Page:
Subsequently, corrective measures will be implemented to prevent future deterioration of the equipment: removing sources of dirt and waste, preventing splashes, facilitating access and lighting of the areas to be cleaned, etc.
Standards for inspection, cleaning and lubrication must then be put in place. It is during this phase that the real autonomy of the production teams is established. Following on from the previous steps, they develop their own standards based on existing documentation and practices, and define the elements to be inspected and maintained, as well as the frequency and methods to be followed.
Training or coaching teams
The last step is the training, if possible, of production teams by maintenance teams, in order to improve their skills. In times of health crisis, this training may be carried out remotely and may take the form of coaching by a maintenance manager.
At the end of these different phases, the maintenance operators are able to carry out the inspection of the machines themselves and to carry out a large part of the routine maintenance tasks.
Developing autonomous and preventive maintenance through CMMS
The development of new technologies has fostered the appearance of CMMS tools which, thanks to their ergonomics and mobility, enable production operators to achieve much greater autonomy in the maintenance of the machines they work on.
Choosing mobile CMMS software for maximum autonomy
In practice, fully autonomous management of industrial maintenance by production teams is a theoretical objective more than a concrete goal. To get as close as possible to it, the adoption of a mobile CMMS software will be very useful. Indeed, a mobile CMMS tool has three characteristics that are particularly favourable to autonomous maintenance.
On the one hand, an application such as Mobility Work integrates a chat and discussion spaces according to a community functioning. Communication between the different people involved in equipment maintenance is therefore extremely simple, even when they are not physically in the same place.
On the other hand, it was designed on the model of everyday applications, which we now almost all use on a daily basis. The software is therefore very easy to learn and use, even by teams with no particular computer skills.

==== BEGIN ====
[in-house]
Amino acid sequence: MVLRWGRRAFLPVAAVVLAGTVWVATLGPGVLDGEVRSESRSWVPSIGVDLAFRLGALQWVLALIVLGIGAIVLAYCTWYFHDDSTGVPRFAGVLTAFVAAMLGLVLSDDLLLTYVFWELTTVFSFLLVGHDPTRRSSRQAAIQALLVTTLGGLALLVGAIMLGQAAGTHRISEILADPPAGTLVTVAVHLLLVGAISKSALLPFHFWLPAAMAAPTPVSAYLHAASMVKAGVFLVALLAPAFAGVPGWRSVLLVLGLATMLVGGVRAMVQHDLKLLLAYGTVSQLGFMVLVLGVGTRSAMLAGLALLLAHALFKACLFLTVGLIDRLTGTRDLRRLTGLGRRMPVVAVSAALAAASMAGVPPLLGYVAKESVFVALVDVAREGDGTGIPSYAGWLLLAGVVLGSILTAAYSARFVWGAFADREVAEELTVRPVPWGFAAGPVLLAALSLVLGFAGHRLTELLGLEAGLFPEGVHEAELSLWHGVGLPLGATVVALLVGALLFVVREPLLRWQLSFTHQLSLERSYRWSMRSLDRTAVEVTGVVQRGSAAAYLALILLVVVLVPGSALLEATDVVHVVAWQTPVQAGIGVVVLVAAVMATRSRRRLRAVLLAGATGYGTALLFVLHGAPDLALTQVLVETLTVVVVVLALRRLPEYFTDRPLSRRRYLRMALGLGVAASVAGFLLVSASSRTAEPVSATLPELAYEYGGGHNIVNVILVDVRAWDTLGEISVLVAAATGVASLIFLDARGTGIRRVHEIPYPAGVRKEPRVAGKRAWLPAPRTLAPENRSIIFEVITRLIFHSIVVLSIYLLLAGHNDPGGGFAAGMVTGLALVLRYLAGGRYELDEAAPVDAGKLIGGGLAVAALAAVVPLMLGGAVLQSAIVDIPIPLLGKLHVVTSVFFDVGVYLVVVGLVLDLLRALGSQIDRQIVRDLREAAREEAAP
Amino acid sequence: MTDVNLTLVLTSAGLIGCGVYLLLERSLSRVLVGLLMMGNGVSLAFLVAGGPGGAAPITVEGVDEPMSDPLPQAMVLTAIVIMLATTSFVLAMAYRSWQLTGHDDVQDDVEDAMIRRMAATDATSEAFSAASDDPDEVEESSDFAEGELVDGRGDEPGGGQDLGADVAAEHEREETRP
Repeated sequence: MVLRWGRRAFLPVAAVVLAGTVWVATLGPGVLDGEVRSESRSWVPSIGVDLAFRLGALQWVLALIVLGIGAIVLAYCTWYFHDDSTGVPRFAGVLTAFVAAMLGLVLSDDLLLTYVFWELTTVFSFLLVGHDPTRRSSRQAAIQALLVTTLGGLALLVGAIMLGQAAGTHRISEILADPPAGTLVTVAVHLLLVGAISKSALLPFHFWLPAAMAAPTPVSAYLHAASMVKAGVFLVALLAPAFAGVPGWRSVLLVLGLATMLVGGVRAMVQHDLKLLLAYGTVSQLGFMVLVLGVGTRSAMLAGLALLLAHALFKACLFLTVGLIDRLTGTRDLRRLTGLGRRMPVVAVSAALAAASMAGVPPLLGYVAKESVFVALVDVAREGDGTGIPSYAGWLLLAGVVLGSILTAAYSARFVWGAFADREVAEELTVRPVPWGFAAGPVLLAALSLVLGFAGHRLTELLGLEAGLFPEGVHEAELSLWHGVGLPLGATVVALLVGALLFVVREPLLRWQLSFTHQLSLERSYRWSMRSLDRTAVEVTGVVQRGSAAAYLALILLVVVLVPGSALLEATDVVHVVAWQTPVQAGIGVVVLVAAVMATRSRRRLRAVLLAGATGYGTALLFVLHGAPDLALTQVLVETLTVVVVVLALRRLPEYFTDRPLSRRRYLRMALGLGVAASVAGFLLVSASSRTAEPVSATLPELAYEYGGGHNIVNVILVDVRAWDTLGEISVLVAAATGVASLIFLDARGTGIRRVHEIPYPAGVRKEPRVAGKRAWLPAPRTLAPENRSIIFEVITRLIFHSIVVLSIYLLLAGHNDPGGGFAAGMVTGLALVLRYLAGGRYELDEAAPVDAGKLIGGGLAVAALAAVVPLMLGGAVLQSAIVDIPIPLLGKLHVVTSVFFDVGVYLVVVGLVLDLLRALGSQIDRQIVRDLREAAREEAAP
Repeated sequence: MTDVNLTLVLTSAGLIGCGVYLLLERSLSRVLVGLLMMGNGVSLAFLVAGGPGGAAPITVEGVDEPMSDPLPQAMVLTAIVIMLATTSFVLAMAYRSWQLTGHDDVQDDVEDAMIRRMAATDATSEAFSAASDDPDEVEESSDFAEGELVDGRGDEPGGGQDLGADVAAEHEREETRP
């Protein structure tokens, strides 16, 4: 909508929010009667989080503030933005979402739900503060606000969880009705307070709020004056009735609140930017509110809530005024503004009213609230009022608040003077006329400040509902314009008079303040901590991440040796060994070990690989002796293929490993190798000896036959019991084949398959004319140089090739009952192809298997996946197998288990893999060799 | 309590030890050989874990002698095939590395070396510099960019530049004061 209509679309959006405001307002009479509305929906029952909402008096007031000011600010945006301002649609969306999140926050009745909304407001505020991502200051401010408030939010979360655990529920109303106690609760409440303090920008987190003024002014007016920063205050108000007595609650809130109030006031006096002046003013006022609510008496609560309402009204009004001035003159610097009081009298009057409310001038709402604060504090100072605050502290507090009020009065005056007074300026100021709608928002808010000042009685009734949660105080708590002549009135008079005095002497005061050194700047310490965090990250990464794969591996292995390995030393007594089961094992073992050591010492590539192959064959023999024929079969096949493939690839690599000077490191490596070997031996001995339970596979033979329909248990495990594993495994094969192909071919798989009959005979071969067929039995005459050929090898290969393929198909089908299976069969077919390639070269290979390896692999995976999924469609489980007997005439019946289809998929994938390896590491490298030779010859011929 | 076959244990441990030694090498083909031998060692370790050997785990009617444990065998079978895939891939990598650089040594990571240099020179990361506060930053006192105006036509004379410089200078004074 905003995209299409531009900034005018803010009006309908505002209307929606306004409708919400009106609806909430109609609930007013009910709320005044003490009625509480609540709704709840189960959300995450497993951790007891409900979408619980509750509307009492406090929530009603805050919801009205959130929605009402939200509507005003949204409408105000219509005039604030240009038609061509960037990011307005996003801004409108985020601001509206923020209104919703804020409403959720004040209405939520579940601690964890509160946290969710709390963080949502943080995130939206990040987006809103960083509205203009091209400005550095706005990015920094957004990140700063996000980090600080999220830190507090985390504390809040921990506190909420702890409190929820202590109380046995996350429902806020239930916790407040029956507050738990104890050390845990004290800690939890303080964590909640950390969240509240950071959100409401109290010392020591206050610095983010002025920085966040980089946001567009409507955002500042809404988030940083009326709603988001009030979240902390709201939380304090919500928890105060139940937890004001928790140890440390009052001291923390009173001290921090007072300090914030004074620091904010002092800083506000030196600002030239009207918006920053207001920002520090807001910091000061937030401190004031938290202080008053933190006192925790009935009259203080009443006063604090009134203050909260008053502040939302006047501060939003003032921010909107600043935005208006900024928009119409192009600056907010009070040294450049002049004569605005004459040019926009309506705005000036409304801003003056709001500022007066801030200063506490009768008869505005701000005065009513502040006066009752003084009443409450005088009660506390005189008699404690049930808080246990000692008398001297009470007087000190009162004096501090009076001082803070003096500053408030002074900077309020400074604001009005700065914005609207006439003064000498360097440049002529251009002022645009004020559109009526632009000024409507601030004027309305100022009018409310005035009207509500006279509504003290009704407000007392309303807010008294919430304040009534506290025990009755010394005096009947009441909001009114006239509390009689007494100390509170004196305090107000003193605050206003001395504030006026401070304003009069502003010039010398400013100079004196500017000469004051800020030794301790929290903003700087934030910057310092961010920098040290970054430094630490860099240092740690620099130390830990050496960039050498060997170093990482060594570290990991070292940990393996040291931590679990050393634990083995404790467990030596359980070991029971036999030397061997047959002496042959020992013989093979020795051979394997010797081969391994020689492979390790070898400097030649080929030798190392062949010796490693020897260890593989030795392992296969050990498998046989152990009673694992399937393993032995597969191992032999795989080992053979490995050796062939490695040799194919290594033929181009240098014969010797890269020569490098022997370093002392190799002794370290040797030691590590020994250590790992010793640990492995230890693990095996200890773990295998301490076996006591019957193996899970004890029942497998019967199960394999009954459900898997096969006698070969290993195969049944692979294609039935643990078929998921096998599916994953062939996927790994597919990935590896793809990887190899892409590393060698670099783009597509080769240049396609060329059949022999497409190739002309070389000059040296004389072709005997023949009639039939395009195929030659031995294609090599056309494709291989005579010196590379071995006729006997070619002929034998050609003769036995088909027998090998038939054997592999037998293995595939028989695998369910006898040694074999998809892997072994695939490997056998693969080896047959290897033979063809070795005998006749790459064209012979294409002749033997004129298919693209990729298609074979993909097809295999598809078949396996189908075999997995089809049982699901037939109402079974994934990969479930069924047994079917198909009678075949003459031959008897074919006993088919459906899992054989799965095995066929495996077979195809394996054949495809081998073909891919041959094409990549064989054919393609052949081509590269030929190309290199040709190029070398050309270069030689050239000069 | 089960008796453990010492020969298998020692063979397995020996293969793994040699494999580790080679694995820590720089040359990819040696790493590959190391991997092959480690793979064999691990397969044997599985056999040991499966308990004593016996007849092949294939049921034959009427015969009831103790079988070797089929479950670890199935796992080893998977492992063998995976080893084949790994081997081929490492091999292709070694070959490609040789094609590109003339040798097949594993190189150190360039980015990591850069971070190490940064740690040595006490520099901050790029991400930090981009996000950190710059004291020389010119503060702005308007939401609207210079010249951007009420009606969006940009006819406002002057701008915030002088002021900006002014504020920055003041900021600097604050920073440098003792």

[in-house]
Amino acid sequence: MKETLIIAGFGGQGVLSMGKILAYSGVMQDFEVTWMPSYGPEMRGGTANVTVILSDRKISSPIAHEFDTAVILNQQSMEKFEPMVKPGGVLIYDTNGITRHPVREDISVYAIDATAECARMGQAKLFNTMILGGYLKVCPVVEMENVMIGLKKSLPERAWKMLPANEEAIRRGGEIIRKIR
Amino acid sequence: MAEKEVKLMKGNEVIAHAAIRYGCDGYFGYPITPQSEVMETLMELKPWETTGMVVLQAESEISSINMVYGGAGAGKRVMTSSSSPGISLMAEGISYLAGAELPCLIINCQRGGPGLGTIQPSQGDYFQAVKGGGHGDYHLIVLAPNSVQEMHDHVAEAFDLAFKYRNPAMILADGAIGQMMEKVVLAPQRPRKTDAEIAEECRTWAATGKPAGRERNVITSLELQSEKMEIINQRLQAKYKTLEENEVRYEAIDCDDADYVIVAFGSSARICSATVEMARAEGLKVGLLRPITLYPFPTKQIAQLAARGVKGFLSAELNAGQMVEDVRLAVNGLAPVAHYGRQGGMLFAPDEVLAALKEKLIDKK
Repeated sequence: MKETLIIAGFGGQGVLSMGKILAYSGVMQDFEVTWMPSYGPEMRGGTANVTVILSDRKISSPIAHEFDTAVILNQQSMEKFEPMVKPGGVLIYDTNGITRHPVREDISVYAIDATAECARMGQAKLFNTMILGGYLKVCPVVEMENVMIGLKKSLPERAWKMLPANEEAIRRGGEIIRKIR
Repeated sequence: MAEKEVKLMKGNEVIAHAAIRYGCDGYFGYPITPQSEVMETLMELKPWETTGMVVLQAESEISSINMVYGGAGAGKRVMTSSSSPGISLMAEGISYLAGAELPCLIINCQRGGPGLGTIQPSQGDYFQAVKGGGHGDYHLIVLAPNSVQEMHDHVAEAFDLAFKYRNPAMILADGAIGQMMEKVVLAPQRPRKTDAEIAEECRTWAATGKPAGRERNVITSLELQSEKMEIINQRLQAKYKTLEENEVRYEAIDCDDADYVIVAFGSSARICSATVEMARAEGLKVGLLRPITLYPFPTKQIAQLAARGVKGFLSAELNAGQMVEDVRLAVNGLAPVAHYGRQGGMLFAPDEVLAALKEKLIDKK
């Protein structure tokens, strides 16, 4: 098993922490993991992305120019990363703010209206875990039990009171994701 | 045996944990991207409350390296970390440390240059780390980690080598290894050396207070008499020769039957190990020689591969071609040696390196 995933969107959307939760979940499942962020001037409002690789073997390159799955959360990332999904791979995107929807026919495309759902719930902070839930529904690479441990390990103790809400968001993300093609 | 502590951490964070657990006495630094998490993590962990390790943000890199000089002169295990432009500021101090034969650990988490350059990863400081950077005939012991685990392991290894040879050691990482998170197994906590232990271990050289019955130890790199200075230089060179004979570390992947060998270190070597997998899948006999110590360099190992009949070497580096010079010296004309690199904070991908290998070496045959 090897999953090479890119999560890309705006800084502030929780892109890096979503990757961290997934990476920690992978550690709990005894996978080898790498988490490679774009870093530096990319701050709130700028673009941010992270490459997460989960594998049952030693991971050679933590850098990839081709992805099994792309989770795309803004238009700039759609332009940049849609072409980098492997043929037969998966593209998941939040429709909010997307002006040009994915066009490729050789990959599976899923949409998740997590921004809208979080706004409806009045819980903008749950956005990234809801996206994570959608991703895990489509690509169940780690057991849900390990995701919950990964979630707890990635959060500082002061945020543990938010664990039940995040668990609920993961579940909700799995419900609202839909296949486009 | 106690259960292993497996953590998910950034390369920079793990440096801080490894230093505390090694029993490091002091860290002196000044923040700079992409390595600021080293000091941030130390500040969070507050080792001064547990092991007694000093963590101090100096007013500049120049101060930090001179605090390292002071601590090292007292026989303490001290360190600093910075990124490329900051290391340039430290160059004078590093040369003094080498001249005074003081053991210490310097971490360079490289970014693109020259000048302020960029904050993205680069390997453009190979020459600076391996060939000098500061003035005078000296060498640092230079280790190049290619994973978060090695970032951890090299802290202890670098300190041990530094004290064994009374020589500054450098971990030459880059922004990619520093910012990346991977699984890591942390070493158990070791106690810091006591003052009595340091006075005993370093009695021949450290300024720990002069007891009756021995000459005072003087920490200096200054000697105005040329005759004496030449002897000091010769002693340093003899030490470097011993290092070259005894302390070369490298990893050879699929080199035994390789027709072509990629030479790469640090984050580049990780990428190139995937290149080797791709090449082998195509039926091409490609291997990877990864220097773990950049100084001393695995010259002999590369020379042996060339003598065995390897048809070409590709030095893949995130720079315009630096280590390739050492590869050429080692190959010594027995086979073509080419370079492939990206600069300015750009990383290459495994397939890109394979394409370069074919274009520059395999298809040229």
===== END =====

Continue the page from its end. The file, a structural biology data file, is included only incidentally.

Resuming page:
Finally, Mobility Work’s application is available on both PC and mobile phones. This means that it can be used from any internet-connected device, whether it is a smartphone, tablet or personal computer. It can therefore be used by machine operators during regular inspections, to help them carry out inspections according to established procedures and allow them to fill in the necessary information. But it can also be used by maintenance managers, even if they are teleworking, to monitor maintenance indicators and ensure that the machines are working properly.
Control preventive and remote maintenance thanks to IoT
Thanks to IoT (Internet of Things), next-gen CMMS makes it possible to monitor the status and operation of machines from anywhere. Sensors located on each piece of equipment and connected to the Mobility Work application make it possible to consult the main maintenance indicators remotely, without the need for an on-site inspection.
These sensors also allow preventive maintenance to be developed. Numerous machine malfunctions can thus be anticipated, in order to avoid any negative impact on production. In addition, possible interventions by maintenance technicians for complicated maintenance tasks can be anticipated and planned in compliance with the health regulations imposed by the current crisis.
In normal times, autonomous maintenance represents a step forward for plants, especially in terms of productivity. In times of health crisis, it becomes almost indispensable for many production sites that have to operate with a reduced workforce. Thanks to next-gen CMMS, production operators can carry out most maintenance tasks themselves, with remote assistance, if necessary, from maintenance managers. For their part, the latter benefit from new preventive maintenance capabilities.